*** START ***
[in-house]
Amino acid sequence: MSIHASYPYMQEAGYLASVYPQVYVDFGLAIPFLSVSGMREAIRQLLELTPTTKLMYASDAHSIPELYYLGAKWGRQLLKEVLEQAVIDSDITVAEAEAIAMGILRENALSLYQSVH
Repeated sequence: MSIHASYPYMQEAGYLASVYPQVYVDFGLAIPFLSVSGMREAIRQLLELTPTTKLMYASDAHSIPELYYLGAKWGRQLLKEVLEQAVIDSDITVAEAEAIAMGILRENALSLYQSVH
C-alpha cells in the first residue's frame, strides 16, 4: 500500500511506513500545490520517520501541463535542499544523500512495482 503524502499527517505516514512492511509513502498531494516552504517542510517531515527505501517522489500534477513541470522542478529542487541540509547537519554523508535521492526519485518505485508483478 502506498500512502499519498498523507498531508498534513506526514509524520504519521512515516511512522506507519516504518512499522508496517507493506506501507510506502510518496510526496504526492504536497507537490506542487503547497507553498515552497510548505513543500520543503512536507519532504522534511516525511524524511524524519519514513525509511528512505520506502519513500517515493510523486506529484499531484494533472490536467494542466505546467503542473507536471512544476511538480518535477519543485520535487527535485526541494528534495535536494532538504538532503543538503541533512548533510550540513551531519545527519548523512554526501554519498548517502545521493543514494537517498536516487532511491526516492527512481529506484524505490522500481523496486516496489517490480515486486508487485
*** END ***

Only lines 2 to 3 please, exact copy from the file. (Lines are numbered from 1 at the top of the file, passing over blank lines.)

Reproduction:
Amino acid sequence: MSIHASYPYMQEAGYLASVYPQVYVDFGLAIPFLSVSGMREAIRQLLELTPTTKLMYASDAHSIPELYYLGAKWGRQLLKEVLEQAVIDSDITVAEAEAIAMGILRENALSLYQSVH
Repeated sequence: MSIHASYPYMQEAGYLASVYPQVYVDFGLAIPFLSVSGMREAIRQLLELTPTTKLMYASDAHSIPELYYLGAKWGRQLLKEVLEQAVIDSDITVAEAEAIAMGILRENALSLYQSVH